| Destination Bosnia:
Sarajevo's Storied Bridge to
World War I
Story and photos by Tom Weber
be the first to admit that a description of the trajectory of an assassin's
bullet is not the normal way to jumpstart a guided walking tour of a
city, but this is Sarajevo after all, where images of wars past dot
the landscape, and where the "band of merry media" and I
18 intrepid travel writers and photographers invited by Insight Vacations
(Insight) to sample a portion of its Bosnia-Dalamatian
Riviera itinerary are being schooled by a local expert.
Just a little over a century ago, June
28, 1914 to be exact, Archduke Franz Ferdinand of Austria and his wife
Sofia, the Duchess of Hohenberg, were gunned down in broad daylight
on a flagstoned street in the Stari Grad (Old Town) of Sarajevo
by Gavrilo Princip, a Bosnian Serb.
"Princip was a member of a six-person
assassination team," Dino, Insights' thirty-something local expert,
explains, "dispatched to Sarajevo by the Black Hand, a secretive
military society within the Army of the Kingdom of Serbia."
Dino continues his open-air lecture, "He
stood in wait right here on the Latin Bridge until the royal motorcade
passed by and then, rushing forward, he fired point blank." Pausing
slightly for effect, Dino adds, "The fatal shots from Princip's
pistol triggered the start of World War I, the so-called 'war to end
Moving quickly out of the historic line
of fire, we make our way across the Miljacka River via the iconic Latin
Passing by Sarajevo's City Hall, the late
19th century storybook building highlighted by its prominent Neo-Moorish
facade, we enter the heart and soul of Old Town: the Bačarija
Here, the centuries-old Ottoman bazaar,
filled with mom-and-pop shops, is alive and well along its labyrinth
of flagstone alleyways and intimate courtyards that provide the camera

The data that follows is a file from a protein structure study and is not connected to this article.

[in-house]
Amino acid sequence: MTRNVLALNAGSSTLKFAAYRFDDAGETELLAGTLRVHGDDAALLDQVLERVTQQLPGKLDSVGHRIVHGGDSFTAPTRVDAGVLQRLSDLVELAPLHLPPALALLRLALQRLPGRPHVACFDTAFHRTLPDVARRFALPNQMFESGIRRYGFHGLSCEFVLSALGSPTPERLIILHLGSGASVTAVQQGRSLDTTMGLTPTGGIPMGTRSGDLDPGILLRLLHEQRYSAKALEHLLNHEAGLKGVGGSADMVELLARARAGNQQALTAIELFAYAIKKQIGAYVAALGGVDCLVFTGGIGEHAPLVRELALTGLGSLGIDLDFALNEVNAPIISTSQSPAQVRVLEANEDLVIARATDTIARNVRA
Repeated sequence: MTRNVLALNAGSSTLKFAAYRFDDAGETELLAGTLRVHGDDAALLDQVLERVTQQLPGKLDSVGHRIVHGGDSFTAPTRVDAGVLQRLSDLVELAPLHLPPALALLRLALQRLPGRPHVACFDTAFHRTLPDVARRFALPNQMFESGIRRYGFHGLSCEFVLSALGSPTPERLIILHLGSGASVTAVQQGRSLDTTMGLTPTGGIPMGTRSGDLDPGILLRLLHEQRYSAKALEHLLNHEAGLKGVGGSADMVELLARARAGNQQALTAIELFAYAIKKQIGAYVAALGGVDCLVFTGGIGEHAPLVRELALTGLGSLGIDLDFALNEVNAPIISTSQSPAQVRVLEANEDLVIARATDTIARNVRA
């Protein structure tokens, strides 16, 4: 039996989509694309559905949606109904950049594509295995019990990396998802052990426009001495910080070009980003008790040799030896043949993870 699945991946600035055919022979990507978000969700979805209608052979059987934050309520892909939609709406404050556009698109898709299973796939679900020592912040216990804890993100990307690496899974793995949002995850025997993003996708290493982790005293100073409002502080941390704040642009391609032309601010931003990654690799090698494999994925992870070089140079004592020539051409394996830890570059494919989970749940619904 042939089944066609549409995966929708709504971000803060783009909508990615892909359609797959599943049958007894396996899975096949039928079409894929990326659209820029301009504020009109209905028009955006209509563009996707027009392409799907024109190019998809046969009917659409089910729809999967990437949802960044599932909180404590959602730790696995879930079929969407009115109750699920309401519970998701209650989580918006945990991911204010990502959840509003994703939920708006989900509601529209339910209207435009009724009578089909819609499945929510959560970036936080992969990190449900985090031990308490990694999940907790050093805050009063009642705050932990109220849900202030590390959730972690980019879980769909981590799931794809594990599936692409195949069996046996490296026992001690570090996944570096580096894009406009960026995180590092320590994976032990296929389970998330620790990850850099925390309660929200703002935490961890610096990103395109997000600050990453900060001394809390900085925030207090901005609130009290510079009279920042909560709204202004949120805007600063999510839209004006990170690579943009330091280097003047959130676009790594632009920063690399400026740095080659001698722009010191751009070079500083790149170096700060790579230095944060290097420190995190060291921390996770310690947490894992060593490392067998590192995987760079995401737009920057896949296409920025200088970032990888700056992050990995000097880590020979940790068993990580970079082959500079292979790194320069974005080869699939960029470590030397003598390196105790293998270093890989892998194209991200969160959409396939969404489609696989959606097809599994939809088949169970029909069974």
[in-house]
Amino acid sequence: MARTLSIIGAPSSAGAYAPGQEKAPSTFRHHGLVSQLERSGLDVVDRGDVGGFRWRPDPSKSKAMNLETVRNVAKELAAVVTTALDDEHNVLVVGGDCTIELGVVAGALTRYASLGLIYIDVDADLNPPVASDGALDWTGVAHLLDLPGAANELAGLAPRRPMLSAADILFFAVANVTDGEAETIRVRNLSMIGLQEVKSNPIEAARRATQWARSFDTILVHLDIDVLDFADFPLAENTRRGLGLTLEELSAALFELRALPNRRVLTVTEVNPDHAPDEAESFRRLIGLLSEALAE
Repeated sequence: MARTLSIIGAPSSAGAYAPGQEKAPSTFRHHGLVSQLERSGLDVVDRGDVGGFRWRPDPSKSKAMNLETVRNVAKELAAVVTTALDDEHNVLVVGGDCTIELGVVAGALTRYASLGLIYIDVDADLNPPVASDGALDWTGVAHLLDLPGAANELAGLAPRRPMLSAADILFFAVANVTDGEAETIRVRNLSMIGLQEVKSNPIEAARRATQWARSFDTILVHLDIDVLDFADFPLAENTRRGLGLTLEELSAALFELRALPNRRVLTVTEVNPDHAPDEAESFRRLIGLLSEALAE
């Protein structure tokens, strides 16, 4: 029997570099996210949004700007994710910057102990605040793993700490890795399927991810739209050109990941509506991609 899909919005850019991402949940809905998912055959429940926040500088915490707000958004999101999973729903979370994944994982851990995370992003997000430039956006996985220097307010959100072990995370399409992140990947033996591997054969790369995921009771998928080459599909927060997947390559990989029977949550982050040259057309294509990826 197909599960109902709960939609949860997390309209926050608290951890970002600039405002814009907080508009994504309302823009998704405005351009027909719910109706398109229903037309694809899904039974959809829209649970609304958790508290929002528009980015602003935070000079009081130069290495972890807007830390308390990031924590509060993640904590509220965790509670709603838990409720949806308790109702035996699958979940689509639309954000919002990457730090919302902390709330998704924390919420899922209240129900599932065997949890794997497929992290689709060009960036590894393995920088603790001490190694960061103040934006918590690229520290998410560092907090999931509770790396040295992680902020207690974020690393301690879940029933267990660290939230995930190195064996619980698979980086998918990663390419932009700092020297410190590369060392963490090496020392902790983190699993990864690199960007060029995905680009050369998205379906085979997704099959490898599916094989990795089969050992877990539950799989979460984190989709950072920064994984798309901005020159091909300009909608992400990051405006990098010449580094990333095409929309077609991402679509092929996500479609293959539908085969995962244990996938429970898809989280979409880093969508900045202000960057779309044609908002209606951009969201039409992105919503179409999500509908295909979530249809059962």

lens with an endless array of postcard-perfect, peekaboo scenes that
are suitable for framing.
after me, bahsh-CHAR-shee-jah means "main marketplace,"
and started out in 1462 with a caravanserai (small inn) and several
shops and reached its peak sometime during the 16th century when over
12,000 shops, featuring 80 different kinds of crafts, filled the space.
"The alleyways took their names from
the kinds of crafts that were being made and showcased," Dino tells
us, "like Kazandiluk, or Coppersmith Street," as we
pass by storefronts filled with polished copper items for sale, including
pens made from brass bullet casings.
Over time, earthquakes, fires and wars
reduced the old bazaar neighborhood to a fraction of what it used to
be during its heyday, but it's still Sarajevo's main tourist area, especially
around the Sebij, an ornamental, gazebo-like water fountain smack dab
in the middle of Pigeon Square.
The Bačarija is chock-full
of artisan workshops, bric-a-brac storefronts, cafes, hookah bars, inviting
little restaurants and Ottoman-era mosques, like the Gazi Husrev-beg,
where a custodian awaits our arrival and ushers us all inside for a
quiet look around.
"This mosque is considered the most
important Islamic structure in the country and is one of the world's
finest examples of Ottoman architecture," Dino informs us. "And,
it was the very first mosque on the planet to receive electricity, installed
back in 1898."
The Gazi Husrev-beg mosque takes its name
from the 16th century provincial governor of Bosnia, who financed its
construction in 1531.
Gazi Husrev-beg, the man, is widely considered
Sarajevo's greatest patron, as he bankrolled much of Sarajevo's Old
Town. Even after his death, a living trust that he bequeathed the city
nearly 500-years ago continues to work its magic even to this day.
Departing the mosque, we exit through its
courtyard where an ornate adrvan (fountain) stands. Used
daily to cleanse oneself before entering the grand Islamic house of
worship, the sweet-tasting spring water is surprisingly drinkable.
Back out on the pedestrian-only flagstone
alleyways, we cross over the symbolic demarcation line, where the cultures
of the east and west cross paths, and leave the confines of this atmospheric
Ottoman neighborhood and head into the more modern bustle of the Austro-Hungarian
side of Sarajevo.
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Where to next? Oh, just the absolute best
coffee house in the city for an authentic cup of Bosnian Joe. Join me
in about 20 minutes, just up the street and around the corner, when
you'll hear the waiter ask me: "One lump or two?"
in Sarajevo with Mrs. Safija; Bird's-Eye
Views from Sarajevo's Yellow Fortress; Surprising
Sarajevo Dinner in Grandma's Kitchen; Destination:
Bosnia and the Dalmatian Riviera; An
Eastern Mediterranean Odyssey